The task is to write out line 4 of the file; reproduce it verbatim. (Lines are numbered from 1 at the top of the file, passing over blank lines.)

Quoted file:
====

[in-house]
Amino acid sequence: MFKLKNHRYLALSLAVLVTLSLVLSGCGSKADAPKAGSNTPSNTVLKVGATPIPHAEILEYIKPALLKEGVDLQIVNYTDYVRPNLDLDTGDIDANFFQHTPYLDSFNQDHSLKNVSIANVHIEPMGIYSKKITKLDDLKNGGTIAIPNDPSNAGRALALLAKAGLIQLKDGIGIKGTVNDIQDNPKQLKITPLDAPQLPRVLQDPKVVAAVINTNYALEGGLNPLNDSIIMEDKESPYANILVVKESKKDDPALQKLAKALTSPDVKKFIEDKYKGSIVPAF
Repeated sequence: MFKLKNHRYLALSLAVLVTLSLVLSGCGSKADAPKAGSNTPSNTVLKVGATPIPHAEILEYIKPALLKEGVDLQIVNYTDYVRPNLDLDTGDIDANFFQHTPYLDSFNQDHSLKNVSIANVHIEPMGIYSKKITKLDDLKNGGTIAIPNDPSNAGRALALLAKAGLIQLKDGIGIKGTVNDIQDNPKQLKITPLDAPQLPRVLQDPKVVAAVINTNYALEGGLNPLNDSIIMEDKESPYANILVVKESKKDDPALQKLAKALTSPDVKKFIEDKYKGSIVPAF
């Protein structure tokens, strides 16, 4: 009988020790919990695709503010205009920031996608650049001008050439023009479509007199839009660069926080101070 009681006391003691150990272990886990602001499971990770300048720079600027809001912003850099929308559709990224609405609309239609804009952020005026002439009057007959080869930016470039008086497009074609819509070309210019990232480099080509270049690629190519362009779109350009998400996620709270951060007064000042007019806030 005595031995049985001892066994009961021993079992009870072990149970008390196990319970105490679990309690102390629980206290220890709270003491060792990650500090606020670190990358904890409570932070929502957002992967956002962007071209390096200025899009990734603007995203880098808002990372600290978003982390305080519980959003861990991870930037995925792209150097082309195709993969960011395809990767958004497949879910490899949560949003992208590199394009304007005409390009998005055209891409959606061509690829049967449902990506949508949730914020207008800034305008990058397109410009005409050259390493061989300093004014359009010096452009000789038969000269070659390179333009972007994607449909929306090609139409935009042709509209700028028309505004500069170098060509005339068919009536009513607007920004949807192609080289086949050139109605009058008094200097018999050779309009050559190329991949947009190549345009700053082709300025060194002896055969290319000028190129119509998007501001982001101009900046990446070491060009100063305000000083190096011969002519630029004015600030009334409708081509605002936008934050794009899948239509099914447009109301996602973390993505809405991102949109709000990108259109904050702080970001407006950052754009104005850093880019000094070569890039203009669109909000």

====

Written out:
């Protein structure tokens, strides 16, 4: 009988020790919990695709503010205009920031996608650049001008050439023009479509007199839009660069926080101070 009681006391003691150990272990886990602001499971990770300048720079600027809001912003850099929308559709990224609405609309239609804009952020005026002439009057007959080869930016470039008086497009074609819509070309210019990232480099080509270049690629190519362009779109350009998400996620709270951060007064000042007019806030 005595031995049985001892066994009961021993079992009870072990149970008390196990319970105490679990309690102390629980206290220890709270003491060792990650500090606020670190990358904890409570932070929502957002992967956002962007071209390096200025899009990734603007995203880098808002990372600290978003982390305080519980959003861990991870930037995925792209150097082309195709993969960011395809990767958004497949879910490899949560949003992208590199394009304007005409390009998005055209891409959606061509690829049967449902990506949508949730914020207008800034305008990058397109410009005409050259390493061989300093004014359009010096452009000789038969000269070659390179333009972007994607449909929306090609139409935009042709509209700028028309505004500069170098060509005339068919009536009513607007920004949807192609080289086949050139109605009058008094200097018999050779309009050559190329991949947009190549345009700053082709300025060194002896055969290319000028190129119509998007501001982001101009900046990446070491060009100063305000000083190096011969002519630029004015600030009334409708081509605002936008934050794009899948239509099914447009109301996602973390993505809405991102949109709000990108259109904050702080970001407006950052754009104005850093880019000094070569890039203009669109909000």